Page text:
Rather than just throwing out a few techniques for you to ‘fight by the numbers’, this series has been about providing concepts, training strategies and examples of how to tweak your existing skills to make you better prepared for the unpredictable nature of self-defence.
First, let’s look at some more ideas of how to train our skills and, most importantly, understand the value of varying levels of resistance in our training. The value of what we have covered in this series will be discovered only by working with partners with varying levels of resistance, ranging from very minimal to going as hard as you can safely manage. While training against a resisting opponent is vital, that does not mean you must go flat out with 100 per cent effort and impact all of the time. That level of intensity is not sustainable for all but a few unique individuals and it’s actually beneficial even for advanced practitioners to work with varying levels of intensity. This is because even very experienced practitioners can always learn new things, but it’s very difficult to expand and refine your skill set if you immediately try to implement new ideas under intense resistance. With that in mind, it’s beneficial to spend some of your training time going all-out to pressure-test your skills, some of it working at 70 per cent, and some of it at just 20 per cent pressure, when you are trying to work out something new.
The topic of impact-weapon defence is pretty scary for most people. Getting hit with a blunt object is naturally something to be scared of and defensive methods need to take this into consideration. If someone is trying to smack you with, say, an iron bar, it’s natural to feel fear and its debilitating physiological effects, so it follows natural that most of us will not have the presence of mind to perform a fancy disarm. With that in mind, we follow a very simple plan, as follows:
Plan A: If you can run away, do so. This requires that you aren’t trapped in an enclosed space and have enough room between you and your attacker to run without them striking you. If you have companions, you must be sure they will be able to get away also.
Plan B: If you can’t run, get so close to the attacker that they can’t land a good shot on you. This seems counter-intuitive but the reality is that the end of the weapon is the most dangerous part when swung, because it’s the end of the lever and it travels the fastest, thus it does the most damage if it hits you. Keep in mind that there are some tactics whereby people will thrust at you with the weapon rather than swing it, but once again you’re still better off to get in close and grab the person and/or weapon rather than stand out at range.
Once you’ve grabbed the assailant, your goal is to either control them in such a way that they can’t harm you, or do something to them that will incapacitate them enough for you to make a safe getaway. If you are working in security, law-enforcement or similar, you may have to hang around and control the person and perform within certain operational/legal guidelines. Even if you’re a regular citizen simply defending yourself, you must still be mindful of using a legally-defensible level of force. At this point of the situation (i.e. clinched up with the weapon-wielding attacker) you may need to use a high degree of force such as eye-gouging or biting to hurt the attacker enough for you to escape. If escape is not an option (for example, if a friend is present and is already injured) then you may need to use enough force to stop the attacker and enable you to control the situation until help arrives. This could mean fighting until the attacker is incapacitated to the point where they cannot pose a threat.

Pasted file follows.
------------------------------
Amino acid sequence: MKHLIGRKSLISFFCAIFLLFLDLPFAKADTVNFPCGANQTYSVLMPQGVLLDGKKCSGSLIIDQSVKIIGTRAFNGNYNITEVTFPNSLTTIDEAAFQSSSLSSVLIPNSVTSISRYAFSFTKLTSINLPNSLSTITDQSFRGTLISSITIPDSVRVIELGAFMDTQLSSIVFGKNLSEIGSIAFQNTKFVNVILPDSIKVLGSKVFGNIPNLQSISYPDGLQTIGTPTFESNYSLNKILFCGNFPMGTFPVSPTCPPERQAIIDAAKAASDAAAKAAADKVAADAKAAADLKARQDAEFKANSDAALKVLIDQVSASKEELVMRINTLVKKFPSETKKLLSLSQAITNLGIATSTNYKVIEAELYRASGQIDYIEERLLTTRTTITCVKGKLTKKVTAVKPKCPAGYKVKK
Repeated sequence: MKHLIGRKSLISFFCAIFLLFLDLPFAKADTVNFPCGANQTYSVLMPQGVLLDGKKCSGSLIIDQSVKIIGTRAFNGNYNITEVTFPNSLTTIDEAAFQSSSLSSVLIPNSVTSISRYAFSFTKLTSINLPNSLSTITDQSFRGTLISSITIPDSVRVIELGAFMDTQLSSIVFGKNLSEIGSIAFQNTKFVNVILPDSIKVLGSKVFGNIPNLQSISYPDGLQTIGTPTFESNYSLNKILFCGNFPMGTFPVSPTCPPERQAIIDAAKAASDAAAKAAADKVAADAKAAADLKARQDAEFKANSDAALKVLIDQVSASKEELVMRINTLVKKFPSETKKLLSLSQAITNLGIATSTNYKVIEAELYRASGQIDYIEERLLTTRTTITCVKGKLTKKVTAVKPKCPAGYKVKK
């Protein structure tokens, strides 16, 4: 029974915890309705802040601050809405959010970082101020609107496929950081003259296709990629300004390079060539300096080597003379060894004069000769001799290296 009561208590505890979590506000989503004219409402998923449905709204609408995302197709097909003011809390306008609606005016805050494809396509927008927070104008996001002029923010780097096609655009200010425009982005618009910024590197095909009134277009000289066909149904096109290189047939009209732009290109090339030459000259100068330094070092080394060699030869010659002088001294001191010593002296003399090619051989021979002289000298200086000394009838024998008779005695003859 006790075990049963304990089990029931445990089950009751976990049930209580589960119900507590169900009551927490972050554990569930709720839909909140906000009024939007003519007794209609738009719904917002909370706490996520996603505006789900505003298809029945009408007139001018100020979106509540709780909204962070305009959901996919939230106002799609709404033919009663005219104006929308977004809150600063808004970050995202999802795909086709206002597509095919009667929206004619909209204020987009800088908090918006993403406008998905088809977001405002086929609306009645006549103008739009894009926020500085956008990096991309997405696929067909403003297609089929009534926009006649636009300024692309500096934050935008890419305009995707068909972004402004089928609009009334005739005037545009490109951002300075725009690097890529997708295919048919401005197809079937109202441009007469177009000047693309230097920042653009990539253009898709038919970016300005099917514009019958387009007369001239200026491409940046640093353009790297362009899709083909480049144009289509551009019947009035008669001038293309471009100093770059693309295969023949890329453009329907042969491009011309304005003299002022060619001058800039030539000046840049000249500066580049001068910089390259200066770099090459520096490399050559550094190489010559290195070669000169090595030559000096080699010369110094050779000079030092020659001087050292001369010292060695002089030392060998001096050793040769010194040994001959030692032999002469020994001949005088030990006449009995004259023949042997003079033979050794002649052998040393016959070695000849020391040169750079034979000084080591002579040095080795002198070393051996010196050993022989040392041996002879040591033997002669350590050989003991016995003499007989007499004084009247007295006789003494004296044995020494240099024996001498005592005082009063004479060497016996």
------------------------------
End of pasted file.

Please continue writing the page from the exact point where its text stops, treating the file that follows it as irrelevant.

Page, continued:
As in any post-conflict situation, call for assistance and check yourself for injuries by patting yourself down (this will let you know if you’re bleeding, as you can be stabbed and not even realise). Pat yourself down one limb at a time then check for blood and repeat. If you pat down your whole body before checking your hand for blood, you won’t know what part of your body the blood originated from and you may have even smeared blood over the rest of your body, thus presenting a confusing picture for emergency personnel.
So that’s our plan — we keep it simple.
Also keep in mind that although a swinging/slashing action is the more likely way to use a number of impact weapons, it’s still possible for someone to cause you grief by thrusting with an impact weapon. They may thrust the end of the weapon at you with both hands in untrained or trained manner or they may thrust one-handed, as seen in numerous Filipino stick-fighting techniques. When it comes to countering thrusts, you will need to evade and deflect much as one would against the stabs of an edged weapon. Upon successful deflection or evasion of the weapon, the rest of our defensive method remains the same: crash into the clinch, stun/stop the attacker, then flee or control.